December 4 Monday: I rang up Eamonn Martin who was disinclined to meet me – though friendly enough, referred to the Democrat without palpable dislike – but promised to send in a document I was to collect from a Mr Halpin at the Sweep Office in Grafton Street – the building which used to be Mitchell’s restaurant where, in 1951 I took AEG [his mother] and MTh. to lunch on one of their trips from Belfast. That was when I was living in Mayo [See Volume 10]. In the afternoon I took Nora Connolly a proof copy of the “Life of Connolly”, which I hope will satisfy her. Seamus was not so well, and Nora went out to get the doctor. I left as soon as he arrived, but arranged to call up again. I tried to make contact with Justin [ie.Justin Keating, then teaching veterinary science at TCD], but without success. He was out of the College, and his home phone was out of order.
December 6 Tuesday: I called into the Sweep office – which has the general air of official emptiness which marks really successful enterprises – was directed to Mr Halpin who was in a cubicle in a corner of the second hallway (a second line of defence), and received from him Eamonn Martin’s envelope. He requested me to “sign for it” and showed a list of its contents. It was sealed and it crossed my mind to sign “unexamined”, but seeing no motive Martin could have for playing tricks on me (or sealing the envelope) I merely signed, silently. I was therefore a little uneasy for Halpin when he broke into smiles and bellowed, “And the best of luck to you!” That pleased me.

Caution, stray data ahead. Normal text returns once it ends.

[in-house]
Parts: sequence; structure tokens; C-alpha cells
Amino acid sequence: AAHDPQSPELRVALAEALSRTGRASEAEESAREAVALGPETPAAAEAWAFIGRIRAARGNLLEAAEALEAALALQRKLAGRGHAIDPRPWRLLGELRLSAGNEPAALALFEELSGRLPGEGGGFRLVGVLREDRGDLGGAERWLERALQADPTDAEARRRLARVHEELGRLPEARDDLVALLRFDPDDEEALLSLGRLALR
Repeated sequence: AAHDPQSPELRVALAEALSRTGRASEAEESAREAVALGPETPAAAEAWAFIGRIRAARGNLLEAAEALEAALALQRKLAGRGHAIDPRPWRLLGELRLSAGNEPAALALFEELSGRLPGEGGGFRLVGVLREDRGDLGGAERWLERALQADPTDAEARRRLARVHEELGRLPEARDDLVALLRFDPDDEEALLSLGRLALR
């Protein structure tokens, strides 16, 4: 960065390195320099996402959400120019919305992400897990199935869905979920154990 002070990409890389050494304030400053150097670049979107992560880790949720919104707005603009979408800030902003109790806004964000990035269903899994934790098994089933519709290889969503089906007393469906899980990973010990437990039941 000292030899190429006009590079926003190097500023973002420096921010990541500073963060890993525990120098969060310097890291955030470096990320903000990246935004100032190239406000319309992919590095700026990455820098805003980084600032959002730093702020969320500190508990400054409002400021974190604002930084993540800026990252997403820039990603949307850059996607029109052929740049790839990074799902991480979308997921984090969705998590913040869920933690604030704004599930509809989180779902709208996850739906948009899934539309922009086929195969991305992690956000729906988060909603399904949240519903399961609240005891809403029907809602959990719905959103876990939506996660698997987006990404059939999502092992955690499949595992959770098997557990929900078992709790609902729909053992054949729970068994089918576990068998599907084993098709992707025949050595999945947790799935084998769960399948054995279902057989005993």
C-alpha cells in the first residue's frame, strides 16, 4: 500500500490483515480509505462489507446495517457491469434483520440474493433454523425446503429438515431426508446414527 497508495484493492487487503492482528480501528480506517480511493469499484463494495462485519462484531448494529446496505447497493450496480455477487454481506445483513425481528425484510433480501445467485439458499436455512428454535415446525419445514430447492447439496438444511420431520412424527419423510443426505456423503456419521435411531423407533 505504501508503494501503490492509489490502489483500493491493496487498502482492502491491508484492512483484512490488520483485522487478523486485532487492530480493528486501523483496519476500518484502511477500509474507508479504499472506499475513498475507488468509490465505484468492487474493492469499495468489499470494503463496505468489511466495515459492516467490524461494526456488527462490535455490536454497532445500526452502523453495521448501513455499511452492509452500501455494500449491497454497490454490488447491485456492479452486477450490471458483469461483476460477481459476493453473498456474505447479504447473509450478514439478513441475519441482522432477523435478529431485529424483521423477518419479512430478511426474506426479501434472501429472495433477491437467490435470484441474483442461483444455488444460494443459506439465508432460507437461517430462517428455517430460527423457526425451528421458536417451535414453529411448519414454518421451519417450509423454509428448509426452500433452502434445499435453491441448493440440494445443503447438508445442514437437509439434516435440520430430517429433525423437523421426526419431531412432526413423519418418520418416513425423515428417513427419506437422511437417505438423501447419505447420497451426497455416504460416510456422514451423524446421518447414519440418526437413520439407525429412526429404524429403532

December 7 Wednesday: I had lunch with Justin Keating and told him that I could not find the “School of Art” in the telephone book. He explained that its name was the National College of Art, of which his father [the artist Sean Keating] had been Principal, and of course I had passed in front of it hundreds of times. I wanted to trace a man called Alf Monahan who was the Volunteers organiser who escaped from Galway with Frank Hynes and Mellows after the Rising. Hynes had told me he worked at the school of Art. For the rest of the day I talked with Justin – drinking most of the afternoon, then going out to his house in a moderate fog (“Very unusual for Dublin”, everybody says. And I tell them they “should see a real fog” – this morning the people in the bus were full of excitement about a fog I hardly noticed!) Loretta [Mrs Keating, née Wine] was looking as young and charming as ever, and I had a glimpse of the children before they went off to bed.